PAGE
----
About this blog

This blogsite is about Surviving Infant Surgery.

Many who are reading this and have experience of infant surgery will have no ongoing issues.  “Survivors” may (or may not even) wear a visible surgical scar as a reminder of what happened before their mind could register a memory, but nothing else.  Some even forget they ever had “that operation”; they know little and care less about it.  Great!  Your problem was remedied long ago, and you can be grateful that you’ve suffered no emotional or other damage.

Many parents of these survivors will remember their baby’s sickness and surgery as their worst experience ever, but have grown through it and carry no lasting damage.

Others discover this blogsite through searching for something connected with their (or their baby’s) first surgery (or perhaps: surgeries).  You’re looking to know or understand better something about it, to learn from others’ experiences.  This is why on a weekly basis for several years I have added a post to the Home Page – to explain or pass on something more of what I’ve learnt over many years about how infant surgery can sometimes continue to affect us in lots of different ways.  Ongoing effects, side effects, history, inheritance, surgical techniques, parenting issues, pregnancy, apparently unrelated problems, mysterious quirks of the system, even doctors behaving poorly: they can all have consequences.

At least some who have found this site did so in exploring their own infant surgery or another traumatic time or experience of their early life.  There may be some issues troubling you which you find hard to describe, understand or remedy:  something about you that’s not in your family’s genes: an obsession, a fear, an anger, a lack of self-confidence… Perhaps very deeply hidden and private, but frustrating and probably life-affecting in at least some ways.

This is exactly what drove me to the web when it was born, and to library shelves for many of my years. This has also created a small world-wide community of people who have survived infant surgery medically, but are recognizing that “a cure” is not always the same as “being healed”.  Their immediate problem was fixed but they have been left with something troubling that has not been taken away.  And something that very, very few doctors care to hear about.

PTSD stands for “post traumatic stress disorder” – and it affects not only abused people, war veterans, and survivors of a disaster.  It can also trouble those who like me are here today because they had infant surgery – but infant surgery done very differently from what is the gold standard today.

That’s why many of my Home Page posts deal with PTSD and other challenges that may follow from infant surgery.

Some of my readers will be interested to know a bit more about me and my own “take” on having had infant surgery to remedy pyloric stenosis in 1945.  So, at the ever-present risk of coming across as a self-indulgent whiner, I tell something of my story.  I do this knowing that many readers won’t need to read it, but that others will be helped by knowing where I’m coming from.  I know this because others’ personal infant surgery stories have helped me so much.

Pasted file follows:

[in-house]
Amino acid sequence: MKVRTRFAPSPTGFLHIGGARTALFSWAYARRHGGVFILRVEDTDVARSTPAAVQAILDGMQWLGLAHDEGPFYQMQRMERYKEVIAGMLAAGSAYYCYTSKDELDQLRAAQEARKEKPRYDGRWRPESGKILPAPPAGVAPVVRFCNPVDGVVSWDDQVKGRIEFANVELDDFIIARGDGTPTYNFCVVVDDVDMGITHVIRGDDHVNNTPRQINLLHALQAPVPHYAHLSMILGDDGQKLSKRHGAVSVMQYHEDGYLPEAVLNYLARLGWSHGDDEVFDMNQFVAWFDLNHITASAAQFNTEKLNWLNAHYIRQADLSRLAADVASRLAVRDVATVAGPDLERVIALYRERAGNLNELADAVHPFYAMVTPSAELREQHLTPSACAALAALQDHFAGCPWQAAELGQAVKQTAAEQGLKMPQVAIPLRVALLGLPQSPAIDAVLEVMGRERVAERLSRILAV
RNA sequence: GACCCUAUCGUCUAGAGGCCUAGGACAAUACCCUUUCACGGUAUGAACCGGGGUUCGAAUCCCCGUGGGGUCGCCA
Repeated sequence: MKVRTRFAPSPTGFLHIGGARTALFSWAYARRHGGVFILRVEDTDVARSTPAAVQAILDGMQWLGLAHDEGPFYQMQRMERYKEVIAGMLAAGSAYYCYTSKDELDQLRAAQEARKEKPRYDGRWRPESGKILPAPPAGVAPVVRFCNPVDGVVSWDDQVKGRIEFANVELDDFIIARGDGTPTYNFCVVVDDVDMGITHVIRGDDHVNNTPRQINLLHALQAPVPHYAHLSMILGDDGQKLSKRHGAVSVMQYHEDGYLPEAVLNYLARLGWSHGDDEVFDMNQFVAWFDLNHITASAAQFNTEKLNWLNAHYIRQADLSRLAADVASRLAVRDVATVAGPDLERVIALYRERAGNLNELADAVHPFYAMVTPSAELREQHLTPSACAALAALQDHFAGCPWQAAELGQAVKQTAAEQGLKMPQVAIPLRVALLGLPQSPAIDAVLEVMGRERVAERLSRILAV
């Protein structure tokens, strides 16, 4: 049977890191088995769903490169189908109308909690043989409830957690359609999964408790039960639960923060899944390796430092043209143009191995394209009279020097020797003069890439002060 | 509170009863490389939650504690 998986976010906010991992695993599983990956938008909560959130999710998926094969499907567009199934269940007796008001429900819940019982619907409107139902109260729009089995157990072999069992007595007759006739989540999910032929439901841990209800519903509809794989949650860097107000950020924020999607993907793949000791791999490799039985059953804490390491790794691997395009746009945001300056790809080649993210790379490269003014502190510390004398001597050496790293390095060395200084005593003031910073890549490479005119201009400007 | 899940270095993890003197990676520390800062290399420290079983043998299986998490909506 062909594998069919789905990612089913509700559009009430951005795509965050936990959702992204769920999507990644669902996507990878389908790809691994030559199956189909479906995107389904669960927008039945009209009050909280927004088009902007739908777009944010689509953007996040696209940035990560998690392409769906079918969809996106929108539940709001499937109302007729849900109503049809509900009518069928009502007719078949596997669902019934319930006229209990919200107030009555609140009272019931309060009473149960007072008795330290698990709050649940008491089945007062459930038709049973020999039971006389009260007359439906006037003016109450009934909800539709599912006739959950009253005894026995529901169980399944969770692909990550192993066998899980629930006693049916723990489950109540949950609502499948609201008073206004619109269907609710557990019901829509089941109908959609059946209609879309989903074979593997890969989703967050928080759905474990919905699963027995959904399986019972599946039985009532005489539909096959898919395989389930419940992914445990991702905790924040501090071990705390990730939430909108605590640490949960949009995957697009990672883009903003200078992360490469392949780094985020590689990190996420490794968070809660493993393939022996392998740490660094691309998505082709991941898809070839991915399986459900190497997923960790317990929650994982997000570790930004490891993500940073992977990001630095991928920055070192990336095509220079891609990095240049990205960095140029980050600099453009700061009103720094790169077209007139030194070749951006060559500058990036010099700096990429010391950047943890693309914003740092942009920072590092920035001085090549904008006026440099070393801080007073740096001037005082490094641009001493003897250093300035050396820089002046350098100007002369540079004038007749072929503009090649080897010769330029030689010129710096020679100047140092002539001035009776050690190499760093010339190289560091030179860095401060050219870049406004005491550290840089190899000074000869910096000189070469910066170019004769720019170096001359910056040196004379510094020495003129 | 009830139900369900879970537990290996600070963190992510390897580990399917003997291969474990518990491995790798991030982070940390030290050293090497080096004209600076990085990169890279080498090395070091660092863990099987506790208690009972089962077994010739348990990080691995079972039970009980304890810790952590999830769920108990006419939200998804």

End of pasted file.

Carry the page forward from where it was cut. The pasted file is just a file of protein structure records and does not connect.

Another blog also deserves mention here: Wendy P Williams has also battled trauma after infant surgery and her blog focuses on what she has learnt and gained from a long list of professional psychiatrists, therapists, and counselors who have written about or helped people after PTSD.

Some of these health professionals have recognized and address what is now called “pre-verbal memory” or “somatic (body) memory.  It has become clear only in recent decades that trauma that was too early to be remembered consciously can still have an ongoing effect of mind and emotional wellbeing.

Readers must remember that this blog is not a textbook written by a medical professional! It is the work rather of a university-trained and pesonally experienced individual who has been interested in the matters discussed here for much of his life, and studied it since 1997 with the help of growing resources and networking.

Readers who want to learn more about any “lay” aspect of Infant Pyloric Stenosis will find informative forums on sites such as BabyCenter / BabyCentre, MedHelp, PatientUK, and Topix. Facebook members have access to some wonderfully informative and supportive Group “Pages”, of which most are “closed” (able to be read only by those who have joined them): these include Awareness of Pyloric Stenosis, I had Pyloric Stenosis as a Baby, Make Pyloric Stenosis more Recognised, and (largest of all) the Pyloric Stenosis Support Group.

This blog and several of the forum sites also record some people’s experiences with the adult form of Pyloric Stenosis – although this is more complex in its symptoms, cause and treatment.

So best wishes as you explore this Blog, and please consider leaving a comment or some of your personal story. And do check out some the forum sites. Happy hunting!

I trust you find some helpful answers to the trauma- and PS-related questions and frustrations that have bedevilled many of us.


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